Mum collected the trees from Prue. Then Mum and Dad along with Dave's parents potted them all up in a marathon potting session the next day.

Mum's email - 7th August 2004

All lemon gums now potted on. 80 as predicted. They look nice and

5 persimons, two chestnuts (different varieties Spanish chestnut "Flemings Special"... and Chestnut, "Flemings Prolific".) and two Moorpark
apricots I think is about it. They are all now in 12 inch pots. All
looking good. We have masses of potting mix left over. And blood and
bone and Osmocote of various types.

Prue is looking out for quinces and apples and some other nuts right

Wednesday, August 04, 2004

adding more tanks at Amherst

Dad had already installed one tank at Amherst, but after we talked about the need to have lots of water for irrigation he decided to add some more.

Email from Dad - 2nd August 2004

I took the opportunity while free at work last night to surf the net briefly about the water tanks issue. I found several sites for you to visit and will include all sites websites at the end of this letter.

I looked at the big picture, as well as my availabilities shortterm and made some decisions. I must update you first on the fact I uncovered while surfing the net last night: namely that I was misled, or misremembered the size of the tank I installed. I remember I asked the shop person when I bought the first tank how big it was in gallons, and he told me 2000. This was wrong, as I discovered the 4500litre tanks equate to only 1000 gal. So at present you have only 1000 gal at Amherst. I looked at the 2000 gal tank and at least 2-3 men would be needed to move such a tank. Also delivery is free to some areas for tanks 9000 l and over, so site preparations and permanent positions must first be established. All the tanks can be buried to as least 1/2 their height, but that is another matter. Without good digging equipment, such an approach is not possible.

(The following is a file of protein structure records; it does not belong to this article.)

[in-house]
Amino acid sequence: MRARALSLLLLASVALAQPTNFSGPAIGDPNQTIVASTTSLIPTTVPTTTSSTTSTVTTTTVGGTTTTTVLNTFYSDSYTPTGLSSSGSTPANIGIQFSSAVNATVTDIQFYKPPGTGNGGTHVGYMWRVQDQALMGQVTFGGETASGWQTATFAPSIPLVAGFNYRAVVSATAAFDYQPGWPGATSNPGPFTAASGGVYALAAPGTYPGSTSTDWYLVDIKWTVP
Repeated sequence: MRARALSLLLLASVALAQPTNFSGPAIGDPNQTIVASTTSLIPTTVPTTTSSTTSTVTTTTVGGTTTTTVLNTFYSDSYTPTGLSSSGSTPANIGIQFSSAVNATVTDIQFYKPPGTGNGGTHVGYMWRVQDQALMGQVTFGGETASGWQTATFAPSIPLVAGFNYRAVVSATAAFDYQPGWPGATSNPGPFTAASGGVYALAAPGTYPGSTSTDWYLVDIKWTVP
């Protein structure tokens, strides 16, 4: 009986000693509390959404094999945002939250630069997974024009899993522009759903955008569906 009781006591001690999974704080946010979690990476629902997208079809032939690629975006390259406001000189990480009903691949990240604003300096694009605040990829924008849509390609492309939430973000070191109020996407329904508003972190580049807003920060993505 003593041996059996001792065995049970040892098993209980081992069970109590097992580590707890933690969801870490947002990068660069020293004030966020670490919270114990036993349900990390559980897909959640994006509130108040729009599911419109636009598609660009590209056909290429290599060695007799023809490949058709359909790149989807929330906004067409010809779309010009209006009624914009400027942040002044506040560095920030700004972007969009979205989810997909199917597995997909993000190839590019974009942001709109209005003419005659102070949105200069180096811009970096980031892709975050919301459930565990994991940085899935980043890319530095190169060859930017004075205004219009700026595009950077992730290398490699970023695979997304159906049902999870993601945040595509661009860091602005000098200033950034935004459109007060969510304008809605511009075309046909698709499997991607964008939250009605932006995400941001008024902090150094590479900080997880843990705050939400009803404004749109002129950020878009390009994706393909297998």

I decided we needed to get catchment started immediately, and using the 1000 gal tanks was the most practical, as I can manage them by myself. The cost of the tanks where I buy them is cheaper than any of the sites I looked-at last night, and for that I am pleased. Also, the connecting pipe and fittings are ready to hand for designing the plumbing. The cost of the 1000 gal tank is $765 and the 2000 gal is $1250. The difference between the 1530 and 1250 is $280, and this figure would easily be eatten up by costs of earthmoving equipment, and the need for more men and equipment to arrange the larger tank's installation. Moving it to it's proper future site would entail the same costs and bother, though getting help later would be easier of course. But getting water into tanks for the October deadline means one thing: haste. So I bought two 1000 gal tanks, and will go tonight to Amherst to deliver the first, and go on Friday to deliver the second and setup the two on site. I must return tonight for a commitment in the morning, but will have more time later this week. I hope you are okay with the decision I have made. Love Dad